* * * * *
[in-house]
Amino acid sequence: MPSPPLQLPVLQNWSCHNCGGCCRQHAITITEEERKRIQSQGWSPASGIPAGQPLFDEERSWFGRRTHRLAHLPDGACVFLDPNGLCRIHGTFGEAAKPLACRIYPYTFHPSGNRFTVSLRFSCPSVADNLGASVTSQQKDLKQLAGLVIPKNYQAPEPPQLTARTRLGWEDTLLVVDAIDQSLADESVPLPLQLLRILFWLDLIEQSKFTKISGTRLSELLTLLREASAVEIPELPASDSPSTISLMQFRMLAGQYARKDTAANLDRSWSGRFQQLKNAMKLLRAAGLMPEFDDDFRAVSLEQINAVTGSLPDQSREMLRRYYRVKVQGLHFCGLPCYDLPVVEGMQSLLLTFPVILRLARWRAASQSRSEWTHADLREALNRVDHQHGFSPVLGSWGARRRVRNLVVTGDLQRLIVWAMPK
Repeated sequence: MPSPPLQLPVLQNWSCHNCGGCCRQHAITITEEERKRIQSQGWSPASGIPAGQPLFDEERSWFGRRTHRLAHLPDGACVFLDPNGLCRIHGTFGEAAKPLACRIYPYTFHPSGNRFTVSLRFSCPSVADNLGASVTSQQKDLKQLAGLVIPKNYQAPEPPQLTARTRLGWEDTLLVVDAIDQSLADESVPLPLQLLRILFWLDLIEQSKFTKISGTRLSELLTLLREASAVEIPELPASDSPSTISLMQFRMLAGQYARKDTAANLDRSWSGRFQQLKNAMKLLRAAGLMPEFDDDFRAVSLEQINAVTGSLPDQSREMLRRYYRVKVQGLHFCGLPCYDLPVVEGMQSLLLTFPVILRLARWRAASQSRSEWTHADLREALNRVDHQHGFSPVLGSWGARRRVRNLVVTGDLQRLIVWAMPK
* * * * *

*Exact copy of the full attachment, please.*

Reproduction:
[in-house]
Amino acid sequence: MPSPPLQLPVLQNWSCHNCGGCCRQHAITITEEERKRIQSQGWSPASGIPAGQPLFDEERSWFGRRTHRLAHLPDGACVFLDPNGLCRIHGTFGEAAKPLACRIYPYTFHPSGNRFTVSLRFSCPSVADNLGASVTSQQKDLKQLAGLVIPKNYQAPEPPQLTARTRLGWEDTLLVVDAIDQSLADESVPLPLQLLRILFWLDLIEQSKFTKISGTRLSELLTLLREASAVEIPELPASDSPSTISLMQFRMLAGQYARKDTAANLDRSWSGRFQQLKNAMKLLRAAGLMPEFDDDFRAVSLEQINAVTGSLPDQSREMLRRYYRVKVQGLHFCGLPCYDLPVVEGMQSLLLTFPVILRLARWRAASQSRSEWTHADLREALNRVDHQHGFSPVLGSWGARRRVRNLVVTGDLQRLIVWAMPK
Repeated sequence: MPSPPLQLPVLQNWSCHNCGGCCRQHAITITEEERKRIQSQGWSPASGIPAGQPLFDEERSWFGRRTHRLAHLPDGACVFLDPNGLCRIHGTFGEAAKPLACRIYPYTFHPSGNRFTVSLRFSCPSVADNLGASVTSQQKDLKQLAGLVIPKNYQAPEPPQLTARTRLGWEDTLLVVDAIDQSLADESVPLPLQLLRILFWLDLIEQSKFTKISGTRLSELLTLLREASAVEIPELPASDSPSTISLMQFRMLAGQYARKDTAANLDRSWSGRFQQLKNAMKLLRAAGLMPEFDDDFRAVSLEQINAVTGSLPDQSREMLRRYYRVKVQGLHFCGLPCYDLPVVEGMQSLLLTFPVILRLARWRAASQSRSEWTHADLREALNRVDHQHGFSPVLGSWGARRRVRNLVVTGDLQRLIVWAMPK